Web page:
The American Educational Research Association (AERA) recently published a study, Which Instructional Practices Most Help First-Grade Students With and Without Mathematics Difficulties?, that caught the attention of several media sources. Many of these sources misrepresented the research with headlines like:
- Here's How Not to Teach First-Grade Math
- Drill, Baby, Drill? Study Finds Worksheets, Practice Improve Math Skills More than Fun Stuff
Other outlets were truer to the research:
- Explicit Instructions Works Best for Struggling Math Students
- Music, Manipulative Are Fun, But Basics Best for Struggling Math Students
However, these pieces still ignore some of the nuances of the research. To his credit, one of the author adds some perspective in this short video.
Still, achievement in mathematics needs to be defined. From the paper:
We used the ECLS- K’s Mathematics Test to estimate children’s mathematics achievement. ... The test was based on the National Assessment of Educational Progress (NAEP)’s specifications. (p. 6)
If your idea of mathematical achievement is simply scoring well on a standardized-test, then direct instruction probably is the most efficient way to prepare students to achieve.
For example, when putting together a piece of furniture from IKEA, it makes sense to follow the directions provided explicitly. Why would I explore assembling our coffee table when the directions provide step-by-step instructions on how to achieve my desired outcome? How else can I be sure that my table will look exactly like the one I ordered?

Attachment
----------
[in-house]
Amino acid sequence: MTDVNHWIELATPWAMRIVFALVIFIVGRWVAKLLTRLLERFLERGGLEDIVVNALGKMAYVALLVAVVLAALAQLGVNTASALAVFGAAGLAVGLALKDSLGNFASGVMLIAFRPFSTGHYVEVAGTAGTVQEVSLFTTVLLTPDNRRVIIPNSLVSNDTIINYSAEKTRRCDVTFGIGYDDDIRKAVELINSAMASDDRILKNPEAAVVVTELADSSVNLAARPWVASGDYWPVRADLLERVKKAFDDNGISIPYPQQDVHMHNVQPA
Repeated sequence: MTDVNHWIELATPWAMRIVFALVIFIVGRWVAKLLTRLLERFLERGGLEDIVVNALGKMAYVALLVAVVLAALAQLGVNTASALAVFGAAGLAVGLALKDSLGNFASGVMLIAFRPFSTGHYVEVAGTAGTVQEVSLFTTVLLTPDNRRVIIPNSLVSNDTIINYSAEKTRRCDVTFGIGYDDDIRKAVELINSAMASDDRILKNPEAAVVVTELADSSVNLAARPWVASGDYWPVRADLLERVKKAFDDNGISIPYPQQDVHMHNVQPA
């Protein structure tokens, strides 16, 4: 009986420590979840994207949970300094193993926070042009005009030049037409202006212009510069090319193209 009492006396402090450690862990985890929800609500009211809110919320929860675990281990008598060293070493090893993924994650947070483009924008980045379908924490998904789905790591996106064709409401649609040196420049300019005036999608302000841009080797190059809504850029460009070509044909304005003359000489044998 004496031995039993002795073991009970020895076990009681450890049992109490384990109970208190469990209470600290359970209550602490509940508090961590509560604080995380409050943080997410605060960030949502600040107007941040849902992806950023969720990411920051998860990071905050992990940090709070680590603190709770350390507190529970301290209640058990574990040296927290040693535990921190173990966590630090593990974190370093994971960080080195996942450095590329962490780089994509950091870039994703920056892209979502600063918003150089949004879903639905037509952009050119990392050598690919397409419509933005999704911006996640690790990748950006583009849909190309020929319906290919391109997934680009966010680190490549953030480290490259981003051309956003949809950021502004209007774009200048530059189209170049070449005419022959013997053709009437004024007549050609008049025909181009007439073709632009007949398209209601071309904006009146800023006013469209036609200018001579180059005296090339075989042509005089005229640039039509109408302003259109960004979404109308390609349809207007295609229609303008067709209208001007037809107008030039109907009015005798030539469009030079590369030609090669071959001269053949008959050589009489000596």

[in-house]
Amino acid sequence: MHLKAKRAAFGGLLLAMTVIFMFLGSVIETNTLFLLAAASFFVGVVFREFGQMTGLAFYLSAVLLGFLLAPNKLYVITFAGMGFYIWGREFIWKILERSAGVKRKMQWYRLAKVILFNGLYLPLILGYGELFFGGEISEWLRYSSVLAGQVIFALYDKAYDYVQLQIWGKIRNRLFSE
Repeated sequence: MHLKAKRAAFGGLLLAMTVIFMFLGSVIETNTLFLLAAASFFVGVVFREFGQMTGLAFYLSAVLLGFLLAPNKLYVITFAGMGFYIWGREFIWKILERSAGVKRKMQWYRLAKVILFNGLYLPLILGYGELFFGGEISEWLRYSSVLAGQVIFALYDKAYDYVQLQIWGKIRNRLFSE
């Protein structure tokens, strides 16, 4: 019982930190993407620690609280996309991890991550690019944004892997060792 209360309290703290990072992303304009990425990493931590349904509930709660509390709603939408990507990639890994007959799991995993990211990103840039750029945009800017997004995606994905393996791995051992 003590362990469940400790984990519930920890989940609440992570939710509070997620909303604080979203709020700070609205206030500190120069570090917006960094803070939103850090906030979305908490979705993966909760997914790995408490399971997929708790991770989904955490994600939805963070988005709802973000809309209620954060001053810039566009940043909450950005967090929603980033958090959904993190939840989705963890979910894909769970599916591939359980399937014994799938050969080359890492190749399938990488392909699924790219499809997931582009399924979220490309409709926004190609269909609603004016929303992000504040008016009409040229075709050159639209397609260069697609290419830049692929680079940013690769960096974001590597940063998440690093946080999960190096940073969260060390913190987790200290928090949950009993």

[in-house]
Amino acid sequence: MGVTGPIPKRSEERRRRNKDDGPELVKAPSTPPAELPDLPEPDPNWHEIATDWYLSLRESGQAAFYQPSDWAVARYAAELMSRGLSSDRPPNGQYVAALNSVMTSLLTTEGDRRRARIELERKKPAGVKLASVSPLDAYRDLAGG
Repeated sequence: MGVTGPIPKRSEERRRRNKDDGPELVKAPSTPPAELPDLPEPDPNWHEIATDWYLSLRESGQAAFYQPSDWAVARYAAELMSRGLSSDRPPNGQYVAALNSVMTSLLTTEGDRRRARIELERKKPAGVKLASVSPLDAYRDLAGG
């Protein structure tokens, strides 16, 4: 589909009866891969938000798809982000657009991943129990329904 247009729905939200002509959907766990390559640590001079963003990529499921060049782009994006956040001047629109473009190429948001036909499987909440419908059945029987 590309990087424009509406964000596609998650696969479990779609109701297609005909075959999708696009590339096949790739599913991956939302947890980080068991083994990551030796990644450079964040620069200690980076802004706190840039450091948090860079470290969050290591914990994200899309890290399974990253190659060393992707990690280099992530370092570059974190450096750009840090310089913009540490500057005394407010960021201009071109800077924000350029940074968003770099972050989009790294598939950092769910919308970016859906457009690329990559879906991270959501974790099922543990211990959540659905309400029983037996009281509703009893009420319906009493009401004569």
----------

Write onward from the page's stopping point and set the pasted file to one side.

|Item Number: 801.762.84|
And, therefore, like every other IKEA coffee table, 801.762.84.
But what if I want something unique? In this case, the directions might not apply (or even exist). My stepson made this coffee table for us out of a part of a tree that was from my childhood home. It is one of my most prized possessions.
Now, he is a talented woodworker who can (and has) put together a lot of furniture using directions. When he wants or needs to be creative, however, he can be. For me, that is true achievement.
We need to apply the same approach to teaching mathematics. Focusing solely on achievement based on content assessed through a standardized-test misses an important element of mathematical ability - thinking beyond what can be explicitly taught. Dr. Yong Zhao does a good job of addressing this disconnect in this post. So I leave you with this:
What does the research say? It depends on what one is looking to achieve.
Update (7/4/14): And now an example related to teaching language arts has surfaced.